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Supreme Judicial Court of Maine.

Thomas HARGROVE et al.1 v. Meghan McGINLEY et al.

Docket No. Kno-00-151.

Decided: February 21, 2001

Panel:  WATHEN, C.J., and CLIFFORD, RUDMAN, DANA, SAUFLEY, ALEXANDER, and CALKINS, JJ. Arthur J. Greif,Esq., Gilbert & Greif, P.A., Bangor, for plaintiffs. William J. Kelleher, Esq., Augusta, for Meghan McGinley. Richard N. Hewes, Esq., Portland, for Kevin Scott.

[¶ 1] Thomas Hargrove and Benjamin Keene appeal from the judgment entered in the Superior Court (Knox County, Marsano, J.) upon a jury verdict in the amount of $10,000 for Hargrove and $1773.40 for Keene.   Hargrove and Keene contend that the trial court erred by:  (1) giving the jury an emergency instruction;  (2) incorrectly instructing the jury on permanent impairment;  and (3) failing to conduct a fair trial including, in one instance, directing counsel to make a statement intended for the court without the court present.   Because the court's damages instruction confused the issue of permanent impairment with the issues of medical expenses and pain and suffering, we vacate the judgment in part.


[¶ 2] On the afternoon of August 24, 1996, a four-vehicle collision occurred on Route 1 northbound in Freeport.   The vehicles were traveling toward downtown Freeport in slow moving, stop and go traffic.   The first car was driven by Heather Hurd, who was not a party to the action but testified at trial.   Hurd stopped when a vehicle in front of her came to a stop.   Hurd's vehicle was hit from behind by the second vehicle driven by Thomas Hargrove, with Benjamin Keene as his passenger.   Hargrove's vehicle was hit from behind by the third vehicle driven by Kevin Scott.   The fourth vehicle driven by Meghan McGinley hit Scott's vehicle from behind.   The evidence is conflicting on how closely McGinley was following Scott, and whether McGinley's vehicle struck Scott's vehicle before or after Scott's vehicle struck Hargrove's vehicle.

[¶ 3] Hargrove drove himself to the hospital, and Keene was transported by ambulance.   Both men were evaluated and released, after which Hargrove drove Keene and himself home.   Both Hargrove and Keene received follow-up treatments.   One doctor indicated that Hargrove had some permanent impairment resulting from the accident, while another expected that the symptoms Hargrove experienced from the collision would resolve.

[¶ 4] Hargrove and Keene brought suit alleging that Scott and McGinley's negligence caused the accident, and that their negligence was the proximate cause of Hargrove and Keene's injuries.   Hargrove and Keene alleged that they incurred and will continue to incur “medical expenses, pain and suffering, lost earnings, lost enjoyment of life, and permanent impairment.”

[¶ 5] A jury trial took place in February 2000.   The jury found that McGinley was not liable for damages.   The jury also found that Scott was negligent and awarded damages against Scott in the amount of $10,000 for Hargrove and $1773.40 for Keene.   Hargrove and Keene then brought this appeal.


 [¶ 6] Hargrove and Keene (Hargrove for purposes of analysis) contend the court erred in giving the jury an emergency instruction.   The emergency doctrine recognizes that one “ ‘who is confronted with an emergency situation is not to be held to the same standard of conduct normally applied to one who is in no such situation.” ’  Ames v. Dipietro-Kay Corp., 617 A.2d 559, 561 (Me.1992) (citing W. PAGE KEETON, PROSSER & KEETON ON THE LAW OF TORTS § 33, at 196 (5th ed.1984)).   See also RESTATEMENT (SECOND) OF TORTS § 296 (1965).   Hargrove does not claim that the instruction given was an incorrect statement of the law, but contends that the court erred in giving it because:  (1) McGinley created the situation she faced by following too closely and not paying attention to the vehicles in front of her;  (2) the situation McGinley faced was neither sudden nor unexpected;  and (3) McGinley had no choice of actions but to brake, which she belatedly did.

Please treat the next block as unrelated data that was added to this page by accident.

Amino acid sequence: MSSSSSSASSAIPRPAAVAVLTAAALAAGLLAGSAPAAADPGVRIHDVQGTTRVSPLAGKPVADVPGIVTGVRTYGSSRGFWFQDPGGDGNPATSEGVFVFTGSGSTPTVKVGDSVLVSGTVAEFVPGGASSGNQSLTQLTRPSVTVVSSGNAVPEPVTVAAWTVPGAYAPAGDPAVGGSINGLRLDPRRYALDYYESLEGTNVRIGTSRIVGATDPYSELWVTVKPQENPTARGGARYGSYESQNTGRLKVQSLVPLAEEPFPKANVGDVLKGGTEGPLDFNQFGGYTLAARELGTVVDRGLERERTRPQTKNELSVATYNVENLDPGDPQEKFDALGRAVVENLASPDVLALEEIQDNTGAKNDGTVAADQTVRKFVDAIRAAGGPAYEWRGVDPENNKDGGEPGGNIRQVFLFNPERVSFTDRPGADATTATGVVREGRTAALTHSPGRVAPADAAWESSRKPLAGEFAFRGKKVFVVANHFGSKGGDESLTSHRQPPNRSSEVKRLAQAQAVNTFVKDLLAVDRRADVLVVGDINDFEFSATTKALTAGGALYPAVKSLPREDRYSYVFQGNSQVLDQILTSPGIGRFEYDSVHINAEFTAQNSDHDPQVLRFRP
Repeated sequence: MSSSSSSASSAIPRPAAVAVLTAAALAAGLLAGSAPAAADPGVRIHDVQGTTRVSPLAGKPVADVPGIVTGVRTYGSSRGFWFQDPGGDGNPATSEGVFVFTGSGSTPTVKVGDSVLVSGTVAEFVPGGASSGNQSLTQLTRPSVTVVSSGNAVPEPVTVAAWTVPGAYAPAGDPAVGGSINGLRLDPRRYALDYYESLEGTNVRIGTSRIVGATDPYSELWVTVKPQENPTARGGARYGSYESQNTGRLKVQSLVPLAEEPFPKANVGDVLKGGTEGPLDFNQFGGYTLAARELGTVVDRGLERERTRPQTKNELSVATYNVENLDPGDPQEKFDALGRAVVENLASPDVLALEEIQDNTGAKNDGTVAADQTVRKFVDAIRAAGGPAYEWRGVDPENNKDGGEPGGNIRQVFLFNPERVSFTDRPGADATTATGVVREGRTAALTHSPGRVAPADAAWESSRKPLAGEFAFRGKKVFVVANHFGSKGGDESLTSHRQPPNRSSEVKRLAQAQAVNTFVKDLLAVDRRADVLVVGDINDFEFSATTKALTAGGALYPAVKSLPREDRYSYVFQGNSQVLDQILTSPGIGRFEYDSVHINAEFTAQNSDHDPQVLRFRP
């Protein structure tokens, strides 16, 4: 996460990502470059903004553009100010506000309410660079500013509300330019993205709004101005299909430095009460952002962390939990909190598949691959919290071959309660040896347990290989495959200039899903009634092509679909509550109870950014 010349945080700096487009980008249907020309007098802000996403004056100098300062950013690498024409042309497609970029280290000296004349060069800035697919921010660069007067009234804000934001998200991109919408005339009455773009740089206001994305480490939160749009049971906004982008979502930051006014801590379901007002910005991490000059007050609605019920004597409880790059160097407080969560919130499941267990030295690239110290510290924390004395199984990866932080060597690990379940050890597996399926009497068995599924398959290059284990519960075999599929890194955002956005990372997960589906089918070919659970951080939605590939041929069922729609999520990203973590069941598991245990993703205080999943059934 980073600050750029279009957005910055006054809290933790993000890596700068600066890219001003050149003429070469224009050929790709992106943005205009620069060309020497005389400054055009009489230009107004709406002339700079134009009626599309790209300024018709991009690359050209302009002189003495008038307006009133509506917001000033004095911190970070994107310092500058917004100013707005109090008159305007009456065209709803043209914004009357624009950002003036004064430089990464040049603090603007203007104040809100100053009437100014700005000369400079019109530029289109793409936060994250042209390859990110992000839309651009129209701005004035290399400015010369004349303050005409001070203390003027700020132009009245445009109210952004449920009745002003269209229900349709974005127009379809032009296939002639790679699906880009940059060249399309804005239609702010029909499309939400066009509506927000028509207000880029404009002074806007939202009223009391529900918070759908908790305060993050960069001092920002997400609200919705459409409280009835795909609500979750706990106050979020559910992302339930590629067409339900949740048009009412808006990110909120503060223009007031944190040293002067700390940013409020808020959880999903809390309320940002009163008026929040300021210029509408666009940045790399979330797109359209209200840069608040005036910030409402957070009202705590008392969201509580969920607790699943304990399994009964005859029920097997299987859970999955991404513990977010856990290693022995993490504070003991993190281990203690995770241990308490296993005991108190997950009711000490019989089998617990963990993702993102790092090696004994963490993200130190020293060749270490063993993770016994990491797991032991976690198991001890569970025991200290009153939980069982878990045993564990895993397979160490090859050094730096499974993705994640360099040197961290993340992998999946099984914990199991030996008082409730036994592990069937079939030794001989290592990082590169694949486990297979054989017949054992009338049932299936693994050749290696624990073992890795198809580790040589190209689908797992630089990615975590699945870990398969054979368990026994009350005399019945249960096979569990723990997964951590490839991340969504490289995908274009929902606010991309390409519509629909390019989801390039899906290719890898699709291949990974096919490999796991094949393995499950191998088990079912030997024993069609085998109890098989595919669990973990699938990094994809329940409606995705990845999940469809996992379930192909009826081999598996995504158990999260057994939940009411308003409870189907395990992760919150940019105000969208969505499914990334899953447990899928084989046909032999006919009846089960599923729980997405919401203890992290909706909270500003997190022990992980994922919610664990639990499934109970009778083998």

[¶ 7] While the evidence as to the order of collisions was in conflict, the jury could have concluded that there was an accident between the Scott and Hargrove vehicles directly in front of McGinley and that this created an unexpected emergency for McGinley.   Accordingly, the decision by the court to instruct on the emergency doctrine was within the range of its discretion.


 [¶ 8] Hargrove requested a permanent impairment instruction which stated:  “Permanent impairment.   A sum which will compensate plaintiff reasonably for any permanent impairment which you find to be proximately caused by the defendant's negligence.   Permanent impairment is an injury which will impair some member or system of the plaintiff's body for the rest of his life.” 2  The court indicated that it would give a permanent impairment instruction, but the court described damages for permanent impairment as:

[A] sum which will compensate him for pain and suffering, mental anguish for any permanent impairment suffered by Tom Hargrove which you find to be proximately caused by either of the defendants or both of the defendant[s'] negligence.   Permanent impairment is an injury which you find impairs some member or system of the plaintiff Tom Hargrove's body for the rest of his life.

The court went on to instruct the jury that Hargrove had a life expectancy of 51.8 years, and that if, in making an award for pain and suffering and mental anguish, they found permanent impairment, they could use the life expectancy table and adjust the years upward or downward depending on Hargrove's health and working habits.   The court then stated: